• The Angels went an entire season without being shutout on the road.
  • Angels drew 3 million fans at home for the 12th consecutive season, a streak only matched in the AL by the Yankees. Their average attendance (38,221) was the highest since 2011.
  • Pujols led the Majors with 33 go-ahead RBIs, finishing one shy of the club record (34, by Vladimir Guerrero in ’06).
  • Trout became just the second RBI champion in team history (also Don Baylor, with 139 during his MVP season in 1979).
  • Trout is the first player in Major League history to lead either league in runs scored in his first three full seasons (115 in 2014). The last player to do that at any age was Mickey Mantle (1956-58).
  • Since 2011, Street has converted 126 of 136 save opportunities (93 percent), which is the best mark over that span (minimum: 50 innings).
  • Pujols is the 16th player with 2,500 hits, 1,500 runs and 500 homers, all marks he accomplished this season. The only others to do it by their age-34 season are Jimmie Foxx, Hank Aaron and Alex Rodriguez.
  • Trout is the first player since 1901 with 100 career steals and 90-plus career homers by his age-22-or-younger season.
  • All eight of the Angels’ everyday position players finished with an OPS+ over 100. Only the 1973 Orioles, ’09 Angels and ’13 Red Sox had more.
  • John McDonald turned 40 on Wednesday, and hit an RBI double in what could’ve been his final Major League at-bat. If it is the end, hats off to a great career by a truly great person.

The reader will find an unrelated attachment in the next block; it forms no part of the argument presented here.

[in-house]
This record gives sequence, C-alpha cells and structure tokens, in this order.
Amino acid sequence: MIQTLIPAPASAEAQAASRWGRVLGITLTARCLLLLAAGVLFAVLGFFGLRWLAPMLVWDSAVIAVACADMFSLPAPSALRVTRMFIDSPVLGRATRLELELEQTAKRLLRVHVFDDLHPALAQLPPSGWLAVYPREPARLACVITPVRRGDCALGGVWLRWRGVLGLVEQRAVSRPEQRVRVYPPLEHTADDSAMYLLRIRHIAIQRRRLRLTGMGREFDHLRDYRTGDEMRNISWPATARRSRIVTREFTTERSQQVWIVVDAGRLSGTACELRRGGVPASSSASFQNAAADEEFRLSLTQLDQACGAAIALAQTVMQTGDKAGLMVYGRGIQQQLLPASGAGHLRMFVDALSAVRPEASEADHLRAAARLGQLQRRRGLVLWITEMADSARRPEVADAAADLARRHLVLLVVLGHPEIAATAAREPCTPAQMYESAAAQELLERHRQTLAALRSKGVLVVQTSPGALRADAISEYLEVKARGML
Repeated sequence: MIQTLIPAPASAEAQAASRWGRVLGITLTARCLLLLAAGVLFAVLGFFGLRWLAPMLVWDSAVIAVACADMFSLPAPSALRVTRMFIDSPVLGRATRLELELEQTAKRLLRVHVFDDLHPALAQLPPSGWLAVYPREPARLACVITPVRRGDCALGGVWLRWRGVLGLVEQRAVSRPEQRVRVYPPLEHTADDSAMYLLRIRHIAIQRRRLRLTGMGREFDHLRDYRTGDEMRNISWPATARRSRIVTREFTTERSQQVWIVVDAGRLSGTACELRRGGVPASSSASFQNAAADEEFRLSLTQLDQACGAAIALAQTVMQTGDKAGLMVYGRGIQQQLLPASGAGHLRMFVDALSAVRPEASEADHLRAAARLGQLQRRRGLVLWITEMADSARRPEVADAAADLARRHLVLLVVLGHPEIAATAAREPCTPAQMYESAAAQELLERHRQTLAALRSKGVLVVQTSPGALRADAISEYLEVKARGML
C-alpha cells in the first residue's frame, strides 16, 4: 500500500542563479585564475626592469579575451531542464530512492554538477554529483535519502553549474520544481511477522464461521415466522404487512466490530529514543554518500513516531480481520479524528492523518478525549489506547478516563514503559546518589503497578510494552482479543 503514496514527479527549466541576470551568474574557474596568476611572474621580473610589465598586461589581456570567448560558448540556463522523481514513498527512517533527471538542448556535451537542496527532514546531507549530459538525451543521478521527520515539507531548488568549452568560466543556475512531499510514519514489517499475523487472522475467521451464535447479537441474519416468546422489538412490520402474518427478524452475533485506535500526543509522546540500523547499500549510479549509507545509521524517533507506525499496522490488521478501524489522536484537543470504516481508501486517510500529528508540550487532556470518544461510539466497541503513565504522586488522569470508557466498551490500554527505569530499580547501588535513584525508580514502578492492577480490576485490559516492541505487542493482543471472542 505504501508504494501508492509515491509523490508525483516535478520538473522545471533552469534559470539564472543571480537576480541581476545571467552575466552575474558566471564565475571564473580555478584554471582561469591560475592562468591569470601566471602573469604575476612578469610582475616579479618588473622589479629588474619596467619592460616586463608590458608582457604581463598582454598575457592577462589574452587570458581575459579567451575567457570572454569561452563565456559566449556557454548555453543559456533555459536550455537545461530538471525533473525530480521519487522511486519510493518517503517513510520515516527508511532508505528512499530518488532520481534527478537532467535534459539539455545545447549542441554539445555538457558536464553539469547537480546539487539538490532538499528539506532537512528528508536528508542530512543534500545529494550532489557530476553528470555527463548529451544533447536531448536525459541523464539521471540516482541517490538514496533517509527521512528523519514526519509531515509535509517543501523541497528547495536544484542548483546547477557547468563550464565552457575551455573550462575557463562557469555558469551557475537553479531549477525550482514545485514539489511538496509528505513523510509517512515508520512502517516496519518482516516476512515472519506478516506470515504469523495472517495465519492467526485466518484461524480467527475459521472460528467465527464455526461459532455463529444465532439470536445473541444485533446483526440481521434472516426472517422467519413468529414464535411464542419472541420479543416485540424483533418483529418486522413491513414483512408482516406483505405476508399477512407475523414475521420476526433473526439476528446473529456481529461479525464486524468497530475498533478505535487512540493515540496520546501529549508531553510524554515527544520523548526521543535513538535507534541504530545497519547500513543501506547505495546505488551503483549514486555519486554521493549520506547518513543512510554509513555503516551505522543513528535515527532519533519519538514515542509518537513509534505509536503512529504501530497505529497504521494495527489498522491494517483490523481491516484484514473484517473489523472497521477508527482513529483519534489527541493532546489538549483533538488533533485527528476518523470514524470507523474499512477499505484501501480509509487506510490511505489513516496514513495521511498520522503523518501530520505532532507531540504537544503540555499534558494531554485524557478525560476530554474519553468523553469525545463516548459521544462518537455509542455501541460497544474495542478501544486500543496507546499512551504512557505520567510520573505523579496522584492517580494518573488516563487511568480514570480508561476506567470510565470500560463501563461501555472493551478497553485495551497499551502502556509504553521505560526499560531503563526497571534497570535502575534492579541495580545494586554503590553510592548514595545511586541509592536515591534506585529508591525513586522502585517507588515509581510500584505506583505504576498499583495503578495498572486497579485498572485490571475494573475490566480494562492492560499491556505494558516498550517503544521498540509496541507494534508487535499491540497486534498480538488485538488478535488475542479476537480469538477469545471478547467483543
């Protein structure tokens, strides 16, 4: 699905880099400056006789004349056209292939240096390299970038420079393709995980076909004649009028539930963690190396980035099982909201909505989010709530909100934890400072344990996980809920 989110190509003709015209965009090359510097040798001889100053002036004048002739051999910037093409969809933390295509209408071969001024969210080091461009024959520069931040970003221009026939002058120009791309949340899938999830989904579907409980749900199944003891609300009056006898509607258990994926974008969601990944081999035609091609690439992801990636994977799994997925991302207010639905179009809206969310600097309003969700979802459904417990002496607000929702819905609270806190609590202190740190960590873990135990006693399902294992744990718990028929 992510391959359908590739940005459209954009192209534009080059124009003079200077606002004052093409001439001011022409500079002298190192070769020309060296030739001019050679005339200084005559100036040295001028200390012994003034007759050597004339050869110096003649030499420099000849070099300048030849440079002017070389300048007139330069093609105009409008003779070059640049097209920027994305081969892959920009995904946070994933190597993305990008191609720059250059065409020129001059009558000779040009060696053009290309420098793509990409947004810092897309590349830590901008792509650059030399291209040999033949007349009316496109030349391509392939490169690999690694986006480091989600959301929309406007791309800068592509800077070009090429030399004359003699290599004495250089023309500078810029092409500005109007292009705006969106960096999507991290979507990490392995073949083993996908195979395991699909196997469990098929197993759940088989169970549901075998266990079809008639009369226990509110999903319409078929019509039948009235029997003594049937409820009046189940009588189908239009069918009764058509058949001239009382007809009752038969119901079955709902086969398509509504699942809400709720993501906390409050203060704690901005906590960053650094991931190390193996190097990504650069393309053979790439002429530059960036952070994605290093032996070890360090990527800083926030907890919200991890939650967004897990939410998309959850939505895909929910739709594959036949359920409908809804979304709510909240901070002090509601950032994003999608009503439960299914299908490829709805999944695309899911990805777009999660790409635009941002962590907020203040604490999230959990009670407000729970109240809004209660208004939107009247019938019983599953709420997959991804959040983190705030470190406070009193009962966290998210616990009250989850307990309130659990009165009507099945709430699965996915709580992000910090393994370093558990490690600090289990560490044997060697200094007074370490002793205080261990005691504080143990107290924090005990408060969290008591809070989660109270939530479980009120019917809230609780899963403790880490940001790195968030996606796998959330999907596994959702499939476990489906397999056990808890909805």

Alden

Sound bites from the Angels’ clincher …

Jered WeaverHere’s what several members of the Angels had to say after clinching the American League West on Wednesday night

Leadoff man Kole Calhoun, on popping the first bottle of champagne after the A’s lost: “I was more nervous to pop that first bottle of champagne than I was to play baseball.”

Catcher Hank Conger, on watching the game from the clubhouse: “They came back that ninth inning, and everybody was like, ‘Don’t jinx anything, don’t pop anything yet.’ As soon as they made that last out, that groundball, everyone erupted, man. Everybody was hugging each other, champagne was flowing everywhere, man, it was unbelievable.”

President John Carpino, on the fans sticking around to watch: “It’s so special. It’s so special. Look at these people. It’s 11:15 and the game has been over for an hour and a half. Angels fans have a lot of passion.”

Third baseman David Freese, on battling adversity: “You look at every team, up and down the league, and every team goes through adversity, things like that. This group just keeps plugging away. It shows. To win a division like this, it’s unbelievable. What a great group.”

Ace Jered Weaver, on coming out and seeing the fans: “Indescribable, really. This is the only reason why they’re here; they want to see us win. It’s been long overdue. Hopefully we can make a good push here in the postseason.”

Owner Arte Moreno, on his favorite part about the team: “There’s probably not one sentence you can say. They all love each other, they all like each other, they have fun together, and we have a really great mix of veterans, and we have a lot of young people. People were questioning how many young people we have in the organization, but just a lot of young guys stepped up this year.”

Manager Mike Scioscia, on returning to the playoffs after a four-year absence: “It feels great. We had gotten close, but we won our division, and we couldn’t be prouder of these guys.”

Center fielder Mike Trout, on playing in the postseason: “I’m just going to go out there, play my game and help my team win. I’m not going to put too much pressure on myself. I know the atmosphere is going to be awesome, and it’s going to be fun for sure.”

First baseman Albert Pujols, on the group: “Great chemistry. Like I’ve said before, you don’t just win with one or two guys. It takes 25 guys for us to accomplish our goals. We have a great group of guys, starting in Spring Training. I’ve been saying it all year long. And we believe in each other. We’re picking each other up.”